Supporting Friends Through Breast Cancer Treatment

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Finding out that a friend has breast cancer can be surprising and upsetting. While your friend may have a long and unexpected road ahead, there are many reasons to be optimistic. Breast cancer is a treatable disease, and there have been huge leaps in treatment and care for people with breast cancer. While treatment is a daily challenge, there are ways to help.

Build a strong support system

Everyone with breast cancer deals with it differently. Depending on age, responsibilities, career status, family needs and existing support systems, your friend likely needs different kinds of care and attention at different times.

She or he (3% of breast cancer patients are men) may need to lean on you a little. Here are steps you can take to help them and also tend to your own feelings:

1. Reassure without promises

No one knows the future, so promising everything will be OK may ring falsely. Be supportive: “I’m here for you, and I will continue to be here for you, no matter what.” Knowing they can count on your support will give them additional strength.

2. Find or become the “quarterback”

Your friend is juggling appointments, concerns about family and other demands. They may be overwhelmed by a barrage of well-meaning messages. Find a main point of contact they can rely on — or become that person. Funnel all offers of help through the “quarterback,” who communicates to the group about your friend’s needs and wants.

3. Be specific

Many people offer to help. But a person dealing with the challenges of breast cancer treatment can’t always tell you exactly what they need. Remove the burden of yet another decision or choice by being as specific as possible with your offers:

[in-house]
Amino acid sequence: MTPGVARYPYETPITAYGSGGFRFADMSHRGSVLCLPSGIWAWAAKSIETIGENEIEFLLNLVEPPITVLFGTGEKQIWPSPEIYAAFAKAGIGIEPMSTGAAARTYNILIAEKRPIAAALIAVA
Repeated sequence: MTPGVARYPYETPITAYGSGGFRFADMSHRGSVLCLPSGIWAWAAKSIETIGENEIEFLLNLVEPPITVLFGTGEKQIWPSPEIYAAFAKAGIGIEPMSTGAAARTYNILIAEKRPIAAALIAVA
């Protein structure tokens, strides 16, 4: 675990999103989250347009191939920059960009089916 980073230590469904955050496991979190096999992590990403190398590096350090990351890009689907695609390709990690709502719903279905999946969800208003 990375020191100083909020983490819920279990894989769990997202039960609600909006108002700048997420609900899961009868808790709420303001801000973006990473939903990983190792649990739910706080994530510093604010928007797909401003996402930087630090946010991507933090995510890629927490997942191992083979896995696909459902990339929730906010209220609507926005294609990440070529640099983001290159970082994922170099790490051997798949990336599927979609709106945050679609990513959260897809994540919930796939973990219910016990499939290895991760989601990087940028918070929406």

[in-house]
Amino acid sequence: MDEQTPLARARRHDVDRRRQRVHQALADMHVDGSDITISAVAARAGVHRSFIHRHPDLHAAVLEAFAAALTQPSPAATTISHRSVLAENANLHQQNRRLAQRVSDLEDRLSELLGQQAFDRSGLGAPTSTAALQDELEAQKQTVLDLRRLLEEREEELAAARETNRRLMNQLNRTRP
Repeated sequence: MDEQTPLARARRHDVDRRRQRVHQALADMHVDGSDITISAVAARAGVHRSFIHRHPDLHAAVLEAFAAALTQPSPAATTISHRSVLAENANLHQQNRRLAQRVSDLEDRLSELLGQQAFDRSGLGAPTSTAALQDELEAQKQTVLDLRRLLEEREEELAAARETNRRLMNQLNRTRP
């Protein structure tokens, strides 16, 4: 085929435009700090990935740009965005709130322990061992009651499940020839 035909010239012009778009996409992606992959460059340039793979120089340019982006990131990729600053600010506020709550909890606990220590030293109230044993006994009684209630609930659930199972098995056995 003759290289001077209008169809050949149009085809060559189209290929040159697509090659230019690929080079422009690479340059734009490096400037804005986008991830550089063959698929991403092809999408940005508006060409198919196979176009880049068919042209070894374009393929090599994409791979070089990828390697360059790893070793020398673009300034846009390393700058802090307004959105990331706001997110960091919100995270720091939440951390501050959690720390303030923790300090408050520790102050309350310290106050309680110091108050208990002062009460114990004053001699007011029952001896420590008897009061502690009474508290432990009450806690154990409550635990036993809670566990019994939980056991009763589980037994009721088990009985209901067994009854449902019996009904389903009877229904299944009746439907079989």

• “I’m bringing pizza on Friday night. Is there a particular place your family likes?”
  • “I’ll drive your carpool on Mondays and Thursdays.”
  • “Would Sarah like to come over to play on Sunday morning?”

4. Check in but don’t push

Check in with your friend using “minimally invasive” communication, such as a text or email. And let your friend know you’re thinking of them without pressuring them to reply. Say something like, “You don’t need to respond. Just wanted to let you know I’m thinking about you.”

5. Anticipate their needs

  • If your friend is facing chemo or surgery, consider purchasing things they may need. A small, thoughtful gift can bring cheer to a friend facing the unknown. Some suggestions:
  • Blanket, soft pillow or fuzzy socks
  • Netflix or Hulu subscription
  • Magazines
  • Nail polish, hand cream or lip balm
  • Head wraps
  • Ginger candies to help with nausea
  • Personalized tote bag

6. Find a support system

Supporting a friend through a rough patch can be exhausting. You’re experiencing an emotionally trying time. Talk to a friend, partner or someone who has supported a friend through breast cancer. Consider joining a support group so you can get the assistance and encouragement you need—UMC has many you can attend. View our support groups here.

A friend with breast cancer is still your friend. While they may be dealing with a challenge, they still want you by their side. Provide hope by creating and taking part in a support system that encourages your friend to focus on healing.

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